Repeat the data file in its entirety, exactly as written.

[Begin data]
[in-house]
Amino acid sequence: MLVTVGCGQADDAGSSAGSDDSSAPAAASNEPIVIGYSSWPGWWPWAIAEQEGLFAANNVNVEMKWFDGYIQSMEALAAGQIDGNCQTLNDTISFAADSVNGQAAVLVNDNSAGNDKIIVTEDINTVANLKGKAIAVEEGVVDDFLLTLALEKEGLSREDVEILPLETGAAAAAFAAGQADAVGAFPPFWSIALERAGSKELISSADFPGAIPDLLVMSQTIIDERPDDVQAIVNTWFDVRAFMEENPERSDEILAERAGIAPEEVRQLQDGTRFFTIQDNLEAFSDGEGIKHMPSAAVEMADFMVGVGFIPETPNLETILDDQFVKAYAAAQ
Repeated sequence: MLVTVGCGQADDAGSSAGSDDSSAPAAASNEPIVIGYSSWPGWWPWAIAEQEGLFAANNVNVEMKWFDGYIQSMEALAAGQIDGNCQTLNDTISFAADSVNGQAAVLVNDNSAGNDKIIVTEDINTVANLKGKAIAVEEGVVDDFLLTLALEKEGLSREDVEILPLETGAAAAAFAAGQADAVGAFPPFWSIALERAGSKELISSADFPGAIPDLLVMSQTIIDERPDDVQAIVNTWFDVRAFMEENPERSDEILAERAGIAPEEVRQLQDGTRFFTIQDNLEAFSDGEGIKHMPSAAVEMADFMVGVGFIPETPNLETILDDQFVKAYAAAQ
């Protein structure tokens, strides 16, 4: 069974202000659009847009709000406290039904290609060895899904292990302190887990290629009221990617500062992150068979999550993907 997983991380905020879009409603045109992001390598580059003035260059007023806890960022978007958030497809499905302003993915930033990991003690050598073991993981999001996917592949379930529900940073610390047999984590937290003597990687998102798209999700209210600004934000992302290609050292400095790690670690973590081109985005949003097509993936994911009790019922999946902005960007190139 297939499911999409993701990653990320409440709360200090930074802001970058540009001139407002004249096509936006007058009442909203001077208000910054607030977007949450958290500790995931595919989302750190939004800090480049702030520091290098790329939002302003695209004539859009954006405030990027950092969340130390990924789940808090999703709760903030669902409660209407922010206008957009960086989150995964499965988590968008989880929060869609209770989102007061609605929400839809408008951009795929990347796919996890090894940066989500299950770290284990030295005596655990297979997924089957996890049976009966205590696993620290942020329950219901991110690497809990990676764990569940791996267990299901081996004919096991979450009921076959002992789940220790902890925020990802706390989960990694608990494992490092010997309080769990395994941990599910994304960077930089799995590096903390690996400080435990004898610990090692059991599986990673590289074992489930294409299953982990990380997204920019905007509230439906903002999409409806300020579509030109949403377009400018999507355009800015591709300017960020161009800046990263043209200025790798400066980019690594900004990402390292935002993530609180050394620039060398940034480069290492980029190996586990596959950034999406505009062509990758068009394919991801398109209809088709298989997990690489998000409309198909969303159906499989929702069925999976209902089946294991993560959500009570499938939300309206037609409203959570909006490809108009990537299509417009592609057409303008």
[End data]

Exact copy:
[in-house]
Amino acid sequence: MLVTVGCGQADDAGSSAGSDDSSAPAAASNEPIVIGYSSWPGWWPWAIAEQEGLFAANNVNVEMKWFDGYIQSMEALAAGQIDGNCQTLNDTISFAADSVNGQAAVLVNDNSAGNDKIIVTEDINTVANLKGKAIAVEEGVVDDFLLTLALEKEGLSREDVEILPLETGAAAAAFAAGQADAVGAFPPFWSIALERAGSKELISSADFPGAIPDLLVMSQTIIDERPDDVQAIVNTWFDVRAFMEENPERSDEILAERAGIAPEEVRQLQDGTRFFTIQDNLEAFSDGEGIKHMPSAAVEMADFMVGVGFIPETPNLETILDDQFVKAYAAAQ
Repeated sequence: MLVTVGCGQADDAGSSAGSDDSSAPAAASNEPIVIGYSSWPGWWPWAIAEQEGLFAANNVNVEMKWFDGYIQSMEALAAGQIDGNCQTLNDTISFAADSVNGQAAVLVNDNSAGNDKIIVTEDINTVANLKGKAIAVEEGVVDDFLLTLALEKEGLSREDVEILPLETGAAAAAFAAGQADAVGAFPPFWSIALERAGSKELISSADFPGAIPDLLVMSQTIIDERPDDVQAIVNTWFDVRAFMEENPERSDEILAERAGIAPEEVRQLQDGTRFFTIQDNLEAFSDGEGIKHMPSAAVEMADFMVGVGFIPETPNLETILDDQFVKAYAAAQ
């Protein structure tokens, strides 16, 4: 069974202000659009847009709000406290039904290609060895899904292990302190887990290629009221990617500062992150068979999550993907 997983991380905020879009409603045109992001390598580059003035260059007023806890960022978007958030497809499905302003993915930033990991003690050598073991993981999001996917592949379930529900940073610390047999984590937290003597990687998102798209999700209210600004934000992302290609050292400095790690670690973590081109985005949003097509993936994911009790019922999946902005960007190139 297939499911999409993701990653990320409440709360200090930074802001970058540009001139407002004249096509936006007058009442909203001077208000910054607030977007949450958290500790995931595919989302750190939004800090480049702030520091290098790329939002302003695209004539859009954006405030990027950092969340130390990924789940808090999703709760903030669902409660209407922010206008957009960086989150995964499965988590968008989880929060869609209770989102007061609605929400839809408008951009795929990347796919996890090894940066989500299950770290284990030295005596655990297979997924089957996890049976009966205590696993620290942020329950219901991110690497809990990676764990569940791996267990299901081996004919096991979450009921076959002992789940220790902890925020990802706390989960990694608990494992490092010997309080769990395994941990599910994304960077930089799995590096903390690996400080435990004898610990090692059991599986990673590289074992489930294409299953982990990380997204920019905007509230439906903002999409409806300020579509030109949403377009400018999507355009800015591709300017960020161009800046990263043209200025790798400066980019690594900004990402390292935002993530609180050394620039060398940034480069290492980029190996586990596959950034999406505009062509990758068009394919991801398109209809088709298989997990690489998000409309198909969303159906499989929702069925999976209902089946294991993560959500009570499938939300309206037609409203959570909006490809108009990537299509417009592609057409303008």